The biogenicity of well-preserved organic-walled microfossils (acritarchs) in shale is rarely questionable, but by definition their biological affinities are unknown although most of them are assumed to represent algal remains. However, they probably include many other eukaryotic clades, and also prokaryotic microbes. The potential for the preservation in shale of many protists (unicellular eukaryotes) and most prokaryotes with acid-resistant organic-walls is unknown (review in Javaux et alii, 2003). Preservation of bacteria other than cyanobacteria may requires mineralization by silica (chert), calcium carbonate (calcite, aragonite), calcium phosphate (apatite), iron carbonate (siderite), iron oxide (hematite), and iron sulfide (pyrite) (Westall, 1999; Bazylinski & Frankel, 2003). Consequently the earliest record of life is commonly preserved as a mineralized cast or mold thus requiring other features in addition to morphology to confirm the biological nature of the remains. Nevertheless, organic-walled microfossils occur abundantly in shales. They include unicellular and multicellular eukaryotes, cyanobacterial sheaths and most probably other prokaryotic remains.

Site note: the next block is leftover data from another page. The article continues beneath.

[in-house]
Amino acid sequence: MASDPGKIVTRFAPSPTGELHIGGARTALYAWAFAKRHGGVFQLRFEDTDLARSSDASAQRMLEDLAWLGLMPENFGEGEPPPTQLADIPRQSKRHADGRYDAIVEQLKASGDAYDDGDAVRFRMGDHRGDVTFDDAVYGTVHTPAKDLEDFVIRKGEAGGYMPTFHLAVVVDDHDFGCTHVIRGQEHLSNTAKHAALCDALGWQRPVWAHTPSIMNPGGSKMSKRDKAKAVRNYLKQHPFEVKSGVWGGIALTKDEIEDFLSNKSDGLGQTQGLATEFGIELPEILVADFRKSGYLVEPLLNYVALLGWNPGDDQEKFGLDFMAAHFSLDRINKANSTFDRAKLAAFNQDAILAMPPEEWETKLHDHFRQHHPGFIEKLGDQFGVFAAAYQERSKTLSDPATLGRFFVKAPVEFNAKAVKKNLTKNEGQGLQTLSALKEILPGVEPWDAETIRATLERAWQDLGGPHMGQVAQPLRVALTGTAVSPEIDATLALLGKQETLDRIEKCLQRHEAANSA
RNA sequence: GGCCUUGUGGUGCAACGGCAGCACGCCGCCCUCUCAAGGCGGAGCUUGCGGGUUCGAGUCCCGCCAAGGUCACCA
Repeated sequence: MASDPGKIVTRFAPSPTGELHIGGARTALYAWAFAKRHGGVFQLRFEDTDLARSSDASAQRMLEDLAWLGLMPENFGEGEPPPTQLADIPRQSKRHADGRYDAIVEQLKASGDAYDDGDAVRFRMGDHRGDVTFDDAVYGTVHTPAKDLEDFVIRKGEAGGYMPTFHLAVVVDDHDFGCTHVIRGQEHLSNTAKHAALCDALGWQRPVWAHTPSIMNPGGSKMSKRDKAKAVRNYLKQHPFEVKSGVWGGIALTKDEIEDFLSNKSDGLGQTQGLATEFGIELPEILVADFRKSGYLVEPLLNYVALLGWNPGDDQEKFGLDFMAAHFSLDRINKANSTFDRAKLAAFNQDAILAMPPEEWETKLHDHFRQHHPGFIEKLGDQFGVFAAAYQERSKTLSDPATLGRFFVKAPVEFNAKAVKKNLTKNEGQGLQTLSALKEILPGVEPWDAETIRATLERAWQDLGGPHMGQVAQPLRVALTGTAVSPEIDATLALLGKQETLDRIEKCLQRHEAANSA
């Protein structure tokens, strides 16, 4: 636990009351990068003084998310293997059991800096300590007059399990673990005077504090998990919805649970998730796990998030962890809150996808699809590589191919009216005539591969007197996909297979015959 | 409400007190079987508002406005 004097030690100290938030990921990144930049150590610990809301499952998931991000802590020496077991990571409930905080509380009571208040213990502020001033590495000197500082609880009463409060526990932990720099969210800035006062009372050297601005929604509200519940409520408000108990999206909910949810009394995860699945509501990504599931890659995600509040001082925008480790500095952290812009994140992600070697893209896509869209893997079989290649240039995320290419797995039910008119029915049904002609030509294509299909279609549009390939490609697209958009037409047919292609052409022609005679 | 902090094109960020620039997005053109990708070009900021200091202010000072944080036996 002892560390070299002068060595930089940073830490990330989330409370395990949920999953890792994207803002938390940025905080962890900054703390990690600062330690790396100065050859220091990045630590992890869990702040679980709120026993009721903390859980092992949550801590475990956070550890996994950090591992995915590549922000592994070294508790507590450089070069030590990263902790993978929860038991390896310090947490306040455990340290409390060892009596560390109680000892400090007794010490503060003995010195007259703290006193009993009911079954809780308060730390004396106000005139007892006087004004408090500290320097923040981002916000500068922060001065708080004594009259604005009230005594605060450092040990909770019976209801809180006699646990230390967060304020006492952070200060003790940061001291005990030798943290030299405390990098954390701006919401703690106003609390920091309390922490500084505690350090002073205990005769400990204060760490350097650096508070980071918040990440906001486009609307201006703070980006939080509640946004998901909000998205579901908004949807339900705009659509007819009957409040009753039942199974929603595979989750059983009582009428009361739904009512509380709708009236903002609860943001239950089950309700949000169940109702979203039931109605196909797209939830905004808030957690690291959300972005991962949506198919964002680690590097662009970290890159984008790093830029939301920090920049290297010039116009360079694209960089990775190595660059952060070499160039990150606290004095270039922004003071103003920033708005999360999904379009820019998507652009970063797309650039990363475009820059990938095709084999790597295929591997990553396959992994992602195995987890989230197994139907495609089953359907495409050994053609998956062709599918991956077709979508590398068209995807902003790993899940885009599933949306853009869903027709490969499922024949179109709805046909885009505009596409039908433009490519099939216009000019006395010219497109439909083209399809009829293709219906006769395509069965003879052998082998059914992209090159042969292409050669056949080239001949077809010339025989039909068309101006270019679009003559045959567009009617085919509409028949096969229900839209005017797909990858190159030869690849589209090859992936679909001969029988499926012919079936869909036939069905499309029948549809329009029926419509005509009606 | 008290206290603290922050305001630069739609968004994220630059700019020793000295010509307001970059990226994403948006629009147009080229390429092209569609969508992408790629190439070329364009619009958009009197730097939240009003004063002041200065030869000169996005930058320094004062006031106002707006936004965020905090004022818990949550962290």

Among early microorganisms, cyanobacteria played a major role, inventing oxygenic photosynthesis and causing a most profound alteration of our planet. Taphonomic experiments (Bartley, 1996) show that their sheaths are preserved in the fossil record, in preference to their peptidoglycan-rich cell walls. They are composed of complex polysaccharides and pigments like scytonemin (Hoiczyk & Hansel, 2000). These extracellular fibrillar carbohydrates provide a protective coat for the cells against UV radiation and desiccation as they maintain the cells in a highly hydrated gel-like matrix. This protective coating permits these organisms to adapt to extreme temperatures and desiccation, as in Antarctica today, but it was probably effective in early Earth environments also. The oldest fossils preserved well enough to be recognized as a member of an extant clade are endolithic cyanobacteria Eoentophysallis from the 2.15 Ga Belcher Group, Canada (Hofman, 1976). These microfossils are very similar to the living Entophysallis, showing a similar packaging of cells in an envelope and a colony surface darkened by pigmentation (Knoll & Golubic, 1992).